That “plus” infrastructure has widened la comu’s scope of work and piqued the interest of non-Hispanic-targeted clients.

La comu has been working as the lead agency for Rémy Martin since spring, following an agency selection process conducted by Santa Monica, Calif.-based Select Resources International, including finalists StrawberryFrog from New York, Boston-based Modernista, Arlington, Va.-based Muse and Austin-based Sanders/Wingo.

“We chose la comu because they are smart and passionate, but more importantly, when you examine their body of work, you can see that they have a different point of view. They develop unique creative solutions” that go beyond mere advertising, says Steve Hissam, category director for Rémy Cointreau USA Inc.

In November, Rémy executed a soft launch of the print and interactive campaign called “When Things Start to Get Interesting,” which is also the site address. The slick portal shows party photos of primarily African-American consumers enjoying the premium cognac and different kinds of music geared toward the group. “While it is too soon to measure the impact, the feedback from our distributor and retail partners, as well as internal stakeholders, has been very positive,” Hissam says.

With a budget of more than $5 million, this is the first lead agency win in the general market for la comu but hopefully not the last, says José Mollá. “The Hispanic market is not a limited box. It is a platform to go further.” He takes it a step further himself saying that the Hispanic market as we know it now will eventually disappear. “The old approach to the Hispanic market as a separate thing will not be relevant anymore.”

At la comu, the focus is to widen the conversation beyond Hispanic, beyond advertising. It wants to redefine multiculturalism.”The discourse has to change,” says Alain Groenendaal, general manager of la comu in Miami since November 2005. “Previously, people were justifying the necessity of doing something [to target the Hispanic market], but that justification has converted into crutches. What matters now is good work, thinking about brands differently. [Hispanics] are part of it, not the reason for doing it.”

The current management team was not put in place until late 2005. New York-born Groenendaal, 44, left a 21-year career at Leo Burnett for the challenge of a major role in a small, independent and unconventional agency in Miami, he says. “In multinationals, you have schemes, formats, support. Here it depends on us to make things happen.”

Having worked in various managerial roles in the U.S. and Latin America, the executive, who is fluent in five languages, was enticed by la comu’s reputation as a “creative boutique with heavyweight client names.” Groenendaal recalls that when he came on board, la comu was still hurting from personnel changes in previous years.

“It wasn’t too serious, but the agency had a group of people who didn’t work well,” Groenendaal says. “Being a small shop, nobody gets away slacking because we don’t have three layers of other people to fix problems.”

Jennifer Patterson, who joined la comu in 2005 after working with José Mollá at Wieden + Kennedy’s London office, says the restaffing was a positive. Today, the account planning director has a staff of two, and her team will grow this year.

La comu will have new hires across the departments to handle its growth. Laurie Málaga, executive producer at la comu in Miami, is searching for a new producer. Like Patterson, Málaga joined la comu in 2005, after working on production at the music division of Propaganda Films in New York.

“Everybody is really interested in advertising, but they are not defined only by their jobs,” says Málaga, who has worked on U2 and the Rolling Stones videos. “They have personal interests they bring to the job that make them more interesting. People make the place.”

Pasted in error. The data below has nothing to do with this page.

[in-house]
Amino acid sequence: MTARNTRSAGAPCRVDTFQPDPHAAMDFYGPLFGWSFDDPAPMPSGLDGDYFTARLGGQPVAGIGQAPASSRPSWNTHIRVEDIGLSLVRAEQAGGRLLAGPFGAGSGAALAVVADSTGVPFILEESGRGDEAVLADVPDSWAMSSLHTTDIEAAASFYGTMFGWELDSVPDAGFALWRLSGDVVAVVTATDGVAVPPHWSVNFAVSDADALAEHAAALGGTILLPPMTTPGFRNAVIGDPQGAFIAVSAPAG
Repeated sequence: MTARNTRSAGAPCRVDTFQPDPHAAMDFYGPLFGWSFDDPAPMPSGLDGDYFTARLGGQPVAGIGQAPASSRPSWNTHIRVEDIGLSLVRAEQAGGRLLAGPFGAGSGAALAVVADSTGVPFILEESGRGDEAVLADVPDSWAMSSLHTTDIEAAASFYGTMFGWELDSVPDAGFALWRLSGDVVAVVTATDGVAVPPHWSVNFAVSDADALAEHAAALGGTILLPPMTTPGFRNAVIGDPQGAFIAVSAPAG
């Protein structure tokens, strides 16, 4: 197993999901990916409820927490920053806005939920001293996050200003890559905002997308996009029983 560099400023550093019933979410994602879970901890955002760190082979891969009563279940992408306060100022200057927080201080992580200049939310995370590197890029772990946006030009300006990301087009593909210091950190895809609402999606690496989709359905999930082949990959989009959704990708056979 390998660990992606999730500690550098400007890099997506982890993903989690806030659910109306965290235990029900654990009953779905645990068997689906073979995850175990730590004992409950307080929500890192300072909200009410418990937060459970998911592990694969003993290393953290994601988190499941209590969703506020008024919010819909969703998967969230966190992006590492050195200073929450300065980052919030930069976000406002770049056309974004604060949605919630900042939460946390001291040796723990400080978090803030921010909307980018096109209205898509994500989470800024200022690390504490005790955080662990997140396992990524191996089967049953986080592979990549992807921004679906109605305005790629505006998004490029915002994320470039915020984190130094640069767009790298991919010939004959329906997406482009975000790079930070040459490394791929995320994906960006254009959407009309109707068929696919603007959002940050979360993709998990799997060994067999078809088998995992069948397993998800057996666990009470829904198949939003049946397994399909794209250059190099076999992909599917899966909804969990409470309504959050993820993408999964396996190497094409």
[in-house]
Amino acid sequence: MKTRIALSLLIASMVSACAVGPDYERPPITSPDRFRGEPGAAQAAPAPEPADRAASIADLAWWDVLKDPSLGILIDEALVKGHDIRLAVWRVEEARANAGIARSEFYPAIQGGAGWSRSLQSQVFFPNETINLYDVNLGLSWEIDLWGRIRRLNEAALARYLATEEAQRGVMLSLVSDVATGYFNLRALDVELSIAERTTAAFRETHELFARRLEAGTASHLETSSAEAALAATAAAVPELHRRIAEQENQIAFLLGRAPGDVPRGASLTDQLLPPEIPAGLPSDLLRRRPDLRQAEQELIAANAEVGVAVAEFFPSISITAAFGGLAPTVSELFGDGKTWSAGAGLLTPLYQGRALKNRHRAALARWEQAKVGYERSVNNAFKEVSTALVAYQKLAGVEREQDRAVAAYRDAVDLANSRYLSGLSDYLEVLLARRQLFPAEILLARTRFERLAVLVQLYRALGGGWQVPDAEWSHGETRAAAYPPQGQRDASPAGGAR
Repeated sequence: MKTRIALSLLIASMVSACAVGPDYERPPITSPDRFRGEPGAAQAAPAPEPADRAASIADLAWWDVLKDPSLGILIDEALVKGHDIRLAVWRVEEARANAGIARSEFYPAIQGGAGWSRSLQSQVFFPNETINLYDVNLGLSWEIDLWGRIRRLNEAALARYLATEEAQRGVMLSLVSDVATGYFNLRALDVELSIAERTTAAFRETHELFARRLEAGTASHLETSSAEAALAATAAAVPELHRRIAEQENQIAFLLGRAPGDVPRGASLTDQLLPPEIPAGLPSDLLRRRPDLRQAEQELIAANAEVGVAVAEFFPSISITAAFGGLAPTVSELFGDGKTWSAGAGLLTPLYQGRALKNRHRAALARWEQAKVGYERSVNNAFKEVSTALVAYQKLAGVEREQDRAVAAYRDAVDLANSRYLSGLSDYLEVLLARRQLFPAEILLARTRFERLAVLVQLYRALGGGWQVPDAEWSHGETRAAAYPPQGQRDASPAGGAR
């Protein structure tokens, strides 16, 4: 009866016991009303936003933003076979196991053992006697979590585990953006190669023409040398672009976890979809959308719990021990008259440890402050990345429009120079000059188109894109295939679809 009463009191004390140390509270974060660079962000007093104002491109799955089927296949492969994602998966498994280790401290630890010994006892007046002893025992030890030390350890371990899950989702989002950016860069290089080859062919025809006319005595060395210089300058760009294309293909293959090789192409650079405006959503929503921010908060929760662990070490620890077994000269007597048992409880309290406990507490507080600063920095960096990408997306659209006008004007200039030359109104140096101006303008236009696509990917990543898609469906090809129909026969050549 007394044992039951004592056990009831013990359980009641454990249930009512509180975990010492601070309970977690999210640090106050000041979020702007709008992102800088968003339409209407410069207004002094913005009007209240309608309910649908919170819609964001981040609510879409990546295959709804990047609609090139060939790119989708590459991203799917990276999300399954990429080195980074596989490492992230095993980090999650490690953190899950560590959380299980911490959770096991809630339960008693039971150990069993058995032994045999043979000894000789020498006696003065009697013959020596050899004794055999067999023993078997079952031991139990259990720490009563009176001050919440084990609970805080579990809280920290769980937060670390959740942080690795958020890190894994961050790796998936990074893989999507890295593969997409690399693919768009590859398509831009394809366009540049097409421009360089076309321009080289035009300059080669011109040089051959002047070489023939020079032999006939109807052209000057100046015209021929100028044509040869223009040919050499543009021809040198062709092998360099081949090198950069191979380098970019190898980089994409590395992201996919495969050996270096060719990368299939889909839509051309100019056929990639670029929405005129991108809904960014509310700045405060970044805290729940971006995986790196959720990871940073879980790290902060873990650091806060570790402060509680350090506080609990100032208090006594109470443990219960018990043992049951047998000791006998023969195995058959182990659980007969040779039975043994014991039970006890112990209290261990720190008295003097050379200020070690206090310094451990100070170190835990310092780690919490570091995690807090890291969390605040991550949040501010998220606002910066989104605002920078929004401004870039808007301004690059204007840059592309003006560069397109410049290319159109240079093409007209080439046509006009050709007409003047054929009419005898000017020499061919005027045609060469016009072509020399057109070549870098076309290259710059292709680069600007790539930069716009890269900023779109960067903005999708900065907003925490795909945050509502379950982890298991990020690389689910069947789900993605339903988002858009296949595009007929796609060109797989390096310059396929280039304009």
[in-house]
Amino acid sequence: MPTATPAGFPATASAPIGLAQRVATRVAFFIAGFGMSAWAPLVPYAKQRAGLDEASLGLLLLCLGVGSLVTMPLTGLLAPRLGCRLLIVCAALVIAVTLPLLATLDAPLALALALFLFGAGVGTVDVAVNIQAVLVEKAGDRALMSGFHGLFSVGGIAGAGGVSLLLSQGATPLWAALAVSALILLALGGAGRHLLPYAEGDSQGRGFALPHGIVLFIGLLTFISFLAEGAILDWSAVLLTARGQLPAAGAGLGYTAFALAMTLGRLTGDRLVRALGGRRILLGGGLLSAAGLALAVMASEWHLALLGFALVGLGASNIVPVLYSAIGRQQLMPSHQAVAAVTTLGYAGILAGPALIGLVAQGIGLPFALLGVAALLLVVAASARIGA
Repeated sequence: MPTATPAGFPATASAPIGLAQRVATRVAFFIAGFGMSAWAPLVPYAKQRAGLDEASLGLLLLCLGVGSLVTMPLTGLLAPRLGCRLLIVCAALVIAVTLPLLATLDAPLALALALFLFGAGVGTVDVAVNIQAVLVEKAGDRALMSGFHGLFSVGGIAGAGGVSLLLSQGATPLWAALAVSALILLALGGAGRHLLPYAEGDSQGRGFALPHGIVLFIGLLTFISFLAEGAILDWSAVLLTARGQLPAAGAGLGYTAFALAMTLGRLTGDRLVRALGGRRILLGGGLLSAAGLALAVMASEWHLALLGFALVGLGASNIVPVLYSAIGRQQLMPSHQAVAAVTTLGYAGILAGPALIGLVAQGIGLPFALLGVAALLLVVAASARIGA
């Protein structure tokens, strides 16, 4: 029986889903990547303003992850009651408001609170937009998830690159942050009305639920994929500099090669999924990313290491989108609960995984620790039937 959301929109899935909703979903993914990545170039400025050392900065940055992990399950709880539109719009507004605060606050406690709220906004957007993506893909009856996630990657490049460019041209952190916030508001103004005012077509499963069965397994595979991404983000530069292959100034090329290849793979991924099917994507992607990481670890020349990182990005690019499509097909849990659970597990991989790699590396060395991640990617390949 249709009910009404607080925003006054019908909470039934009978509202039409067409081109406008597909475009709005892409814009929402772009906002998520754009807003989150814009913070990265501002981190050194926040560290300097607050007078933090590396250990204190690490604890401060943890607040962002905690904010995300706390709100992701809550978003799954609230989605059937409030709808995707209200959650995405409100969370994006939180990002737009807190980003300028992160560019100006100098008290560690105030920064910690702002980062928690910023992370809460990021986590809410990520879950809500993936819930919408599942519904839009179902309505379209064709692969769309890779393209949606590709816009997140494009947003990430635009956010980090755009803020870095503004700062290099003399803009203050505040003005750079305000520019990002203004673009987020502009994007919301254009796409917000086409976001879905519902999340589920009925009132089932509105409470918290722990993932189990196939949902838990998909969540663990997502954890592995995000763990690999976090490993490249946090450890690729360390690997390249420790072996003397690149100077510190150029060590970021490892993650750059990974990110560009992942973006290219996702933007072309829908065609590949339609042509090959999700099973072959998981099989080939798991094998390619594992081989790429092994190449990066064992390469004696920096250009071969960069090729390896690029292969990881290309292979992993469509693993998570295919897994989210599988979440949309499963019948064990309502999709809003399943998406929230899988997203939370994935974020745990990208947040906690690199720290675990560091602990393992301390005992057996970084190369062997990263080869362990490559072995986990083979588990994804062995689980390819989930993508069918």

That’s the overall vision and one of the overriding principles for the Mollás. To nurture the community environment, la comu, currently in a spacious, one-floor house with a pool in a residential section of Miami, provides a home-cooked lunch three times a week to the staff. Yoga classes are available twice a week on site; painting lessons come once a week. Massages are a monthly routine.

“Obsession about advertising is not healthy,” says José Mollá, a new dad who enjoys kite surfing on the weekends. “It is like a dog chasing its own tail. It is claustrophobic.”

Perhaps that’s why Joaquín Mollá, who’s also married with one child, sets aside advertising to write poetry at home in Buenos Aires.

There’s always a way to find creative outlets, such as in December when la comu curated and hosted exhibits at Miami’s Art Basel, the American sister event to the annual international art show Art Basel in Switzerland.

In addition to hosting three art installations in the 20,000-square-foot warehouse that will be the future home of the shop in the hip Wynwood section of Miami, la comu encouraged creatives to explore ideas. Copywriter Gustavo Lauria and art director Alberto Ramos, who work in tandem in Miami, covered a bathroom with 30 different tiles displaying colorful pictures of eyes — most of their colleagues. “All the energy coming from Art Basel motivated us,” Lauria says.

That’s why the agency looks for business that will stimulate their creative juices and inspire daring work. The overall feeling is not every account is suited for la comu’s culture.

Late in 2005, la comu declined to participate in a pitch process for the Hispanic creative account for Hyundai Motors America, citing a difference in approach. In the summer, la comu also said no to Wal-Mart, based on not wanting to associate with the behemoth retailer and also a potential conflict of interest with Best Buy, an account that la comu’s Miami office has been handling since 2003. The agency was a finalist in the pitch for the Wm. Wrigley Jr. Co. Hispanic account that eventually was won by Y&R’s New York-based The Bravo Group, which also runs a Y&R shop in Argentina.

For now, la comu doesn’t look back, only forward — particularly to settling in its new home by the end of the year.

The shop is studying how best to use the enormous warehouse space amid its immediate arty surroundings. What is clear is that one of the three separate spaces will house the agency and a second will have an art gallery. “La comu is part of a net of influencers that includes not only advertisers but artists and designers,” Groenendaal says.

The Mollás’ ambitions are finally realized — to establish a workplace that contemplates the importance work plays in an individual’s life and living life to its fullest.

“I am part of the last generation who submitted their lives to the companies they worked for,” Joaquín Mollá says. “Today, companies with the best talent are the ones that recognize both hemispheres of people’s brains.”